BY THE time Bhagwan Dada died of a massive heart attack on February 4, 2002, aged 88, he was forgotten and living in a tiny room with nothing.
When Meena Kumari passed away alone in a hospital bed, aged 38, legend has it that there wasn’t enough money to pay costs and those present apparently took the last remaining jewellery she had from her fingers to pay the medical bills, and funeral.
Once the most beautiful woman in Bollywood, Parveen Babi was largely abandoned to battle mental illness alone and had been dead for three days before she was found. Silent movie superstar Sulochana died penniless in the early 1980s, despite being the fifth recipient of Indian cinema’s highest honour The Dadasaheb Phalke Award.
There was a similar story for many others, including the great Bharat Bhushan. What all these names have in common is that they were huge movie stars who were forgotten by their own industry and had tragic endings. They all also illustrate how much of a selfish and unforgiving place Bollywood has always been.
That is why it is no surprise that most of the Hindi movie industry forgot Sushant Singh Rajput shortly after putting up solitary social media posts and why they will unlikely do anything to mark his birth anniversary on January 21. Nineteen months after his untimely death, none seem to have wanted a thorough inquiry into his death or questioned why the investigation remains open. The industry isn’t any closer to setting up something for fraternity members in need or addressing the issue of mental health in a meaningful way. Some accused him of taking drugs, but none have come forward to start any kind of anti-drugs campaign.
It is a part of a pattern that goes right back to the early days of Indian cinema when many pioneers, superstars and hardworking actors were forgotten, when faced with difficulties in life. Even pathbreaking legends, who had great lives, were disrespected by the younger generation, who chose to party nearby instead of attending their funerals. Late actor Rishi Kapoor had slammed these youngster stars in 2017 for partying instead of attending Bollywood legend Vinod Khanna’s funeral. All of these late celebrities were loved and centre of attention but cast aside when no longer useful.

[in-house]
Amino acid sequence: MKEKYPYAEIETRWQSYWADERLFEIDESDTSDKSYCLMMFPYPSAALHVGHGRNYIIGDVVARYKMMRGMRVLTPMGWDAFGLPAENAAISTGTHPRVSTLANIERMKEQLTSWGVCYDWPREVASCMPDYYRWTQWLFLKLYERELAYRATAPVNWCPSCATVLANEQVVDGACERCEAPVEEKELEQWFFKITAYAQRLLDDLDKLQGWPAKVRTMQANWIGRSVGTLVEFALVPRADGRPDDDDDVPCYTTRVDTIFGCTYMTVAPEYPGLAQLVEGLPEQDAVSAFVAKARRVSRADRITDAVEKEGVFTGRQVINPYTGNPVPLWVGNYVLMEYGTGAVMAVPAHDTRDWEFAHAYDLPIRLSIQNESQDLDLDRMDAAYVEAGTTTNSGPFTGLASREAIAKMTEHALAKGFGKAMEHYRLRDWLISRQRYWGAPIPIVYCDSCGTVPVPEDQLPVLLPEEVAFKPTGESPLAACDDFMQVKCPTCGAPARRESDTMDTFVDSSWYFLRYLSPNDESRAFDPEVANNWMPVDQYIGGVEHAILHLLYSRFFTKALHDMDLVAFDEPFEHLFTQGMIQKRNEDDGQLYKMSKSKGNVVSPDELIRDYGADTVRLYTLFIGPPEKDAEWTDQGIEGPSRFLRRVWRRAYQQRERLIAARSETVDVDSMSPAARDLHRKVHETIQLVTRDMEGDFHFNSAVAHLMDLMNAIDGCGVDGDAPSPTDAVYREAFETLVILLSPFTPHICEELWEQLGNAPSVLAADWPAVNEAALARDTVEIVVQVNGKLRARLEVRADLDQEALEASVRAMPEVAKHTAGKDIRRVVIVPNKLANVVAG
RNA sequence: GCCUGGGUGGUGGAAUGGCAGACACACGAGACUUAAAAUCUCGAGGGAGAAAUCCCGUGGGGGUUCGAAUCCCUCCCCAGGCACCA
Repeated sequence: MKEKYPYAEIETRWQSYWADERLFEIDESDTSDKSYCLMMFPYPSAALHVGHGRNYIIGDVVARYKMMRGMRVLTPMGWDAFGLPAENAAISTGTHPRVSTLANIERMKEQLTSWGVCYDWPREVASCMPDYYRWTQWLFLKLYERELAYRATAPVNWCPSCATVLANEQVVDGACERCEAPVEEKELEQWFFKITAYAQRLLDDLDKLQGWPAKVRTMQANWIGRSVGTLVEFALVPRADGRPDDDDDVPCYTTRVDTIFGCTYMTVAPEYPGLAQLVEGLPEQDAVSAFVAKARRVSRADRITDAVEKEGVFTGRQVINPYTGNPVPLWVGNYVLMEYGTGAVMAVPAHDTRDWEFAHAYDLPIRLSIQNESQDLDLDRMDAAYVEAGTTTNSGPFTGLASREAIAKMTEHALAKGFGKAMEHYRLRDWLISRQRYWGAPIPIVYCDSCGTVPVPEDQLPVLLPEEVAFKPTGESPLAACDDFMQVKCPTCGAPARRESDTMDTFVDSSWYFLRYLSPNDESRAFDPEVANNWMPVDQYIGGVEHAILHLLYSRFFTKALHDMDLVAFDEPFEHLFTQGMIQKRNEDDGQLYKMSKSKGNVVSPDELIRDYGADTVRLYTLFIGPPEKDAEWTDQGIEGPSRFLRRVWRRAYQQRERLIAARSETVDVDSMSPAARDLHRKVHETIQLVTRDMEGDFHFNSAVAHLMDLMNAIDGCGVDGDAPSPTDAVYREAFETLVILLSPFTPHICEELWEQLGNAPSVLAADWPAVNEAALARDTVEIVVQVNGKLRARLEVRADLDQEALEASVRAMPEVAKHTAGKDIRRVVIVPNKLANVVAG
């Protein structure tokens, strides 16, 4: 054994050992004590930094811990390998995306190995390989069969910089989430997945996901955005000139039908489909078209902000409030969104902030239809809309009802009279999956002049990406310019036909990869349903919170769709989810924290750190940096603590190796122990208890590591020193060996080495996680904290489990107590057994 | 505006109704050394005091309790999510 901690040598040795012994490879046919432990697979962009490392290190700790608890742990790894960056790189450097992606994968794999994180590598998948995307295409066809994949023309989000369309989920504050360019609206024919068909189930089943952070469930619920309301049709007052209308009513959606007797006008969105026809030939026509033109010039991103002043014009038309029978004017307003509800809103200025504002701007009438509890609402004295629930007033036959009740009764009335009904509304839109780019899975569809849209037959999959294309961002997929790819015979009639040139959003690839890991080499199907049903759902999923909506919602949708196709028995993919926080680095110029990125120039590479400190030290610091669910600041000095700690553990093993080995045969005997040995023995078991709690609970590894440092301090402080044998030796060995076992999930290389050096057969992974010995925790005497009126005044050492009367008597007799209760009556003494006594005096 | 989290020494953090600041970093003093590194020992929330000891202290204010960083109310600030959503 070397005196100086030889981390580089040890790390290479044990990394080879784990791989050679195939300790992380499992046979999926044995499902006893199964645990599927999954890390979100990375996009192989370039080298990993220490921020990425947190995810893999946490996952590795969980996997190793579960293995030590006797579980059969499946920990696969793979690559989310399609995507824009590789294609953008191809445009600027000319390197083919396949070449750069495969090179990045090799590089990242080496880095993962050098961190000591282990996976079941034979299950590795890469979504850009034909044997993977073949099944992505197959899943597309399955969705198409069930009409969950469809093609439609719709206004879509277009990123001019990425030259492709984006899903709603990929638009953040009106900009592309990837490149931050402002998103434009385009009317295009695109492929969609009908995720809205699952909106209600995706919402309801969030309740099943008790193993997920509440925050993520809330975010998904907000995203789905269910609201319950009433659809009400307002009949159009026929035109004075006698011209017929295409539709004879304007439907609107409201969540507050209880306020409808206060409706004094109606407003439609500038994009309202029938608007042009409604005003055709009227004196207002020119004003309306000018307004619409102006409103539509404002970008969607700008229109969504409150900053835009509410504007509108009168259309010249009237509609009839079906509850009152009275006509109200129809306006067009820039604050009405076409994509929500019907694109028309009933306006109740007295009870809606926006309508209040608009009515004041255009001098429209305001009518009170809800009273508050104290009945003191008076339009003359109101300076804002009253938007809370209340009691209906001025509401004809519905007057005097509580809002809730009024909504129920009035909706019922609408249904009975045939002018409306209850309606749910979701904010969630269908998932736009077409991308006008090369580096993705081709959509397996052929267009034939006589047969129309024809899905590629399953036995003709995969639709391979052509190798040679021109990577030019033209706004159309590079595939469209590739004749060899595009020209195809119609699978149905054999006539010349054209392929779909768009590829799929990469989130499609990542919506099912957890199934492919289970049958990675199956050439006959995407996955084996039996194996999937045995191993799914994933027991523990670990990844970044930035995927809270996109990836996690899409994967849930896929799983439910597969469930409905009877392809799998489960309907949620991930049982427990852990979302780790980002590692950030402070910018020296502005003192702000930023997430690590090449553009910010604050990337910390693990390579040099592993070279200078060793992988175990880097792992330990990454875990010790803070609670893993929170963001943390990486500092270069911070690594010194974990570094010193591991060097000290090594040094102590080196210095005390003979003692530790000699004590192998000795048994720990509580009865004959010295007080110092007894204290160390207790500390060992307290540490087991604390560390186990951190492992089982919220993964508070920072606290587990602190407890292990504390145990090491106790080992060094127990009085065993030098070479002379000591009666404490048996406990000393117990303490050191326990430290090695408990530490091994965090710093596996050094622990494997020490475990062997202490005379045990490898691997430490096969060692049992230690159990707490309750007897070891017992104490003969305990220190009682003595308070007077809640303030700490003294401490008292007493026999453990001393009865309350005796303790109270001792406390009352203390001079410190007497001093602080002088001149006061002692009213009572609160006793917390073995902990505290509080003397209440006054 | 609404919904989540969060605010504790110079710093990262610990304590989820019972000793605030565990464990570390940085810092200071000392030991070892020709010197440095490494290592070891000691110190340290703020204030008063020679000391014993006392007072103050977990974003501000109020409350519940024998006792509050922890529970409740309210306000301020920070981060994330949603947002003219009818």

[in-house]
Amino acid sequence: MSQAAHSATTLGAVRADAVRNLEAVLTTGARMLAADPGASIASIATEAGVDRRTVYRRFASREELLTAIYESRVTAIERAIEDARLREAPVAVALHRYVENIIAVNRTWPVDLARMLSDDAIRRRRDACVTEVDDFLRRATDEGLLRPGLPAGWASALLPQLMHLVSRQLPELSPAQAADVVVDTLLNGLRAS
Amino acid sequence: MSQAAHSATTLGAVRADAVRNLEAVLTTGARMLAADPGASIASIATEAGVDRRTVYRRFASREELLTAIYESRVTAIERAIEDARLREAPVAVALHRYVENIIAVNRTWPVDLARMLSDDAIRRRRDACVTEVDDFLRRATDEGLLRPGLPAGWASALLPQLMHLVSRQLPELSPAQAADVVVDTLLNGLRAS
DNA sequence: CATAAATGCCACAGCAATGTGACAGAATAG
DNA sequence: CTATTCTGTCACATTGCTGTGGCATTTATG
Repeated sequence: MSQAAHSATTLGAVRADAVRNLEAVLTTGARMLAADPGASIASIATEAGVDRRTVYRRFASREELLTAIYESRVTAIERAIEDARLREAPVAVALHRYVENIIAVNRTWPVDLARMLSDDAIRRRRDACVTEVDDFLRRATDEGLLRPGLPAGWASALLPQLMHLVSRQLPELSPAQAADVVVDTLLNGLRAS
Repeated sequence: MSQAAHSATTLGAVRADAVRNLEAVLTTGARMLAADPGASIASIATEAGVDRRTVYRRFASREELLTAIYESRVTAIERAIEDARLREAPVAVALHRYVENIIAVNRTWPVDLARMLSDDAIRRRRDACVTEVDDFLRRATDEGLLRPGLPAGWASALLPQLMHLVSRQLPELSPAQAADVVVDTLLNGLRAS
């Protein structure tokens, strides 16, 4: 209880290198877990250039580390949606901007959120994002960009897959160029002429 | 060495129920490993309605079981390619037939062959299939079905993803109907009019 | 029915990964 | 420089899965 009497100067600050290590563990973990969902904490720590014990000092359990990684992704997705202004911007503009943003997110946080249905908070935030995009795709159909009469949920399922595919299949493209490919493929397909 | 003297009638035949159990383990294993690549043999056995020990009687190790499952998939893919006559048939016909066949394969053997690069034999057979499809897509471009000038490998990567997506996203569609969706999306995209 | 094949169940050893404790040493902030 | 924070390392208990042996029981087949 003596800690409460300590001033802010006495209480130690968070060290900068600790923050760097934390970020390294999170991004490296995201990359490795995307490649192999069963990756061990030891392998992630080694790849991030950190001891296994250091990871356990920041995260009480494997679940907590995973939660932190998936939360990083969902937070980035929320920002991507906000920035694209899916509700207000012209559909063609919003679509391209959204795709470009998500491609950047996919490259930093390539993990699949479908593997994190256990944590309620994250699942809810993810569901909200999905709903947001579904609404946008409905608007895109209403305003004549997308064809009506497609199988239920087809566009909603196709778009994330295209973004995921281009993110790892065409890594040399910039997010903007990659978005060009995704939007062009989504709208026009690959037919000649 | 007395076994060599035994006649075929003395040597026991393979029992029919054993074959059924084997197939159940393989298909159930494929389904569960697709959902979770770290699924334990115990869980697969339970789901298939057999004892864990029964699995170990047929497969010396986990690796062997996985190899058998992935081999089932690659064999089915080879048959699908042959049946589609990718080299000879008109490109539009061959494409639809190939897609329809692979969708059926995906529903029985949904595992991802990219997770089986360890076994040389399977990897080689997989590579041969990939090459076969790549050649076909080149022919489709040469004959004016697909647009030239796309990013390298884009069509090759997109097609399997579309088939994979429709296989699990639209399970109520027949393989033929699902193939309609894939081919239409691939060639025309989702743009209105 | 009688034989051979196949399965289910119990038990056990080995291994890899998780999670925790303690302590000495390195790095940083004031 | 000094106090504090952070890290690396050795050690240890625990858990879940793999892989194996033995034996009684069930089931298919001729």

The industry forgets so many of these personalities because they shine a mirror into the ugly side of Bollywood. That is why the fraternity probably wanted to quickly move on after Sushant died, like it has done countless times across the decades. They didn’t want to remember the opportunities he was robbed of and how badly the industry let him down during his most difficult times. But those left deeply affected by his death haven’t let that happen and turned the tragedy into a reckoning.
The late actor was the most trended Indian film personality on Twitter in 2021 and boycott Bollywood was the most dominant Hindi cinema topic on the micro-blogging site, by far, largely due to the hurt felt by his death.
Countless people have kept calling for justice and many have made good on the promise of boycotting Bollywood, which was demonstrated by a shockingly high number of films failing. In fact, 2021 was arguably the worst ever year for Hindi cinema.
That remembrance of Sushant will continue on January 21, which would have been his 36th birthday. Like last year, the day will be filled with sadness and there will be a call for a conclusive investigation into his death. While that happens, Bollywood will carry on hoping it will go away, but that won’t happen. Sushant’s wellwishers will remember him for years to come and carry on reminding Bollywood about its poor attitude towards outsiders. Already in 2022, Sushant is trending across social media more than any other Hindi film star and continues to shine.
The actor has left a giant spotlight onto the ugly side of Hindi cinema, which doesn’t look like it is going to dim any time soon.